October 7, 2022 Pastor: Rev. Peter Mills
Proper 23/C [Pent. 18] 10/09/22: Ps. 111; Ruth 1:1-19a; 2 Timothy 2:1-13; Luke 17:11-19.
[Naomi] arose with her daughters-in-law and returned from the region of Moab, for she had heard … that the LORD had graciously visited his people to give them food” (v. 6).
Three women, Naomi, Orpah, and Ruth were in search of security. Formerly, security centered in hearth and home with sons and husbands in pagan Moab near Judah’s Bethlehem-Ephrathah, former Naomi’s land-hold.
After ten years peace and domesticity in Moab on the border of Judah; security evaporated; the women’s men-folk died. In the ancient world a woman, especially a foreign woman as Naomi beyond childbearing years, absent a husband or father could only expect to exist on society’s margins.
Naomi, an Israelite with two Moabite daughters-in-law in tow were as marginal a collection as were the Ten Lepers who approached Jesus between heretical Samaria and Jewish Galilee.
All of us need and seek a place of security. Many, like the Pharisees (Lk. 16:14), fixed that security in money putting themselves in more than comfortable, even luxuriant surroundings, and companionship with the world. Earlier Jesus analogized himself toward the rich man, we call “Dives”, as impoverished, diseased, and rejected Lazarus on “the margins” at “Dives’ gate”; so close, yet a chasm in this life.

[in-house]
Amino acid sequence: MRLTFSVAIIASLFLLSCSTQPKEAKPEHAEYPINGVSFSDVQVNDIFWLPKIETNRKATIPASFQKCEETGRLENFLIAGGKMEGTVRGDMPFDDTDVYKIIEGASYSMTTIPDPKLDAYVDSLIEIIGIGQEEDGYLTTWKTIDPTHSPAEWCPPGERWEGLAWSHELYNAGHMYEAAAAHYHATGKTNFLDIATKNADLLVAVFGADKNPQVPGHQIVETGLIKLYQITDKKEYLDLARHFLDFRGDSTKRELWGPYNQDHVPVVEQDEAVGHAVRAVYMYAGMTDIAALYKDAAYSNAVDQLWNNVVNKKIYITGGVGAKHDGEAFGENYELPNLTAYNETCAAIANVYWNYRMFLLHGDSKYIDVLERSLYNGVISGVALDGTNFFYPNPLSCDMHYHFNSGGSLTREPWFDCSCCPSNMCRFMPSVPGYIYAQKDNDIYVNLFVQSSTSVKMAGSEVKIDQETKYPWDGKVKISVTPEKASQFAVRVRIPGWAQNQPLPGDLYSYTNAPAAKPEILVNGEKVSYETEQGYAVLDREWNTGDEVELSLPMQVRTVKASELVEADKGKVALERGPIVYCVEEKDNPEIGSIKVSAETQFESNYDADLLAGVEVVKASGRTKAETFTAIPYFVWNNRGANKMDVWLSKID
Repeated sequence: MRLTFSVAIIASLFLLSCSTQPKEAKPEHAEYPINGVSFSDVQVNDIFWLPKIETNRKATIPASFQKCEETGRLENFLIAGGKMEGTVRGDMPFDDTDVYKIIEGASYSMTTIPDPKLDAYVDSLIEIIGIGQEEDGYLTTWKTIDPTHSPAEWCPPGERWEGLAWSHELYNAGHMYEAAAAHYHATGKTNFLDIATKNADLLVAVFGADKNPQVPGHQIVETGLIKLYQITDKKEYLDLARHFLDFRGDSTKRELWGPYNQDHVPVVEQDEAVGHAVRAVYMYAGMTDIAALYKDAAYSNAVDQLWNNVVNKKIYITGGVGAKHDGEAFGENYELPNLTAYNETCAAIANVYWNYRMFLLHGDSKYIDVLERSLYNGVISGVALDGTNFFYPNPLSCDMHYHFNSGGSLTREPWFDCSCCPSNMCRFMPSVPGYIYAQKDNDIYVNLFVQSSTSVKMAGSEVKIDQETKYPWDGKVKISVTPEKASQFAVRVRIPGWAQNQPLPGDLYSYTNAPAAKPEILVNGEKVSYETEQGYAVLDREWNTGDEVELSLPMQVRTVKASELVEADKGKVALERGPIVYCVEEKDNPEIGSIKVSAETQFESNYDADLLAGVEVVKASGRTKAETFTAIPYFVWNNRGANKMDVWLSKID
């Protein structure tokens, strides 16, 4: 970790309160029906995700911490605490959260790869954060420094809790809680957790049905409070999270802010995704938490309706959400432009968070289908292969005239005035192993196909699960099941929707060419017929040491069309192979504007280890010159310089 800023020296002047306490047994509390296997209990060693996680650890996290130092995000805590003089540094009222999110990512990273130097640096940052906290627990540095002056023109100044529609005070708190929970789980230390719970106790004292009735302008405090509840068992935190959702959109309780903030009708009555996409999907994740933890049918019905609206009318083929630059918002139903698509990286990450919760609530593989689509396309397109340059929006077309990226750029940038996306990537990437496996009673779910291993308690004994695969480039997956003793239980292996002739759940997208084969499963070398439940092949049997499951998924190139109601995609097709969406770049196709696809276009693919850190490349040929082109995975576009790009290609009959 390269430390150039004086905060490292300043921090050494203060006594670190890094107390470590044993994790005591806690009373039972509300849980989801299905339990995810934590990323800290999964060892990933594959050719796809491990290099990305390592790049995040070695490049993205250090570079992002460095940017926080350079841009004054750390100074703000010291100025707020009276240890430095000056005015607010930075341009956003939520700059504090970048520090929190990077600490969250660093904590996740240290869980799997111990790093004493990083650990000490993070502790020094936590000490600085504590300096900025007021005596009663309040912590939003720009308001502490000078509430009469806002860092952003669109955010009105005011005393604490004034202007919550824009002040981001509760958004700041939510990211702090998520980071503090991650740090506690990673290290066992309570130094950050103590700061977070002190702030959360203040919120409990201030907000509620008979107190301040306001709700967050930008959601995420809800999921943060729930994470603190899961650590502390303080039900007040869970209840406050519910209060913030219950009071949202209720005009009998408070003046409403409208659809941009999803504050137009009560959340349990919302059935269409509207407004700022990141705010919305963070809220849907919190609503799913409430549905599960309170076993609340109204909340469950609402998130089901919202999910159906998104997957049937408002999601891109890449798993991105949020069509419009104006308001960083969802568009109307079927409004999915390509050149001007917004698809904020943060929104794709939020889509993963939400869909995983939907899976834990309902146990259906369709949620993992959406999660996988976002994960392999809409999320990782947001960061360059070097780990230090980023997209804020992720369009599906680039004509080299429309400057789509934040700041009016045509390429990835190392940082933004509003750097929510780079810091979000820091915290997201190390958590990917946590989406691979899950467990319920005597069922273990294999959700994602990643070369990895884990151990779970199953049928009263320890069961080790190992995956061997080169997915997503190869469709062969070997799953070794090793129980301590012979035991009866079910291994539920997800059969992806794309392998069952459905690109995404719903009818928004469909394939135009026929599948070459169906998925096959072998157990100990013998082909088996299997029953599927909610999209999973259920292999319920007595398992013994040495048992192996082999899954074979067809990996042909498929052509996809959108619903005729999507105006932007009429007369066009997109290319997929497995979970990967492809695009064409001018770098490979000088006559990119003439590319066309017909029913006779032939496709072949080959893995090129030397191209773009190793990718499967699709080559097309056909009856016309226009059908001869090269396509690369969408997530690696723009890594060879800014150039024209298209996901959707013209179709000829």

Apart from creature comforts, some derive security from faux praises of men; worldly wisdom and other associations. Sinners, we all, live on one of these extremes, or desire so to do. In the end however, we are in a chasm (v. 26) between heaven and hell, where the only security is with Lazarus upon his Father’s bosom (v. 22a).
“The elect” (2 Tim. 2:10) discerns God’s word and favor in “the place of his visitation”. Naomi heard of bread in her former home of Bethlehem; she would return to the Land of Israel’s promise. So too, the Samaritan leper, upon his healing, returned to Jesus, the source of his security.
All of us experience suffering and desperate straits; we either trust, or not, and hear admonition, “do not regard lightly the discipline of the Lord, nor lose courage … For the Lord disciplines him whom he loves, and chastises every son whom he receives” (Heb. 12:5, 6). St. Paul therefor encourages, “be strong”, “share in suffering” that the Lord “grant understanding” for us to “endure” (2 Tim. 2:3, 7, 12).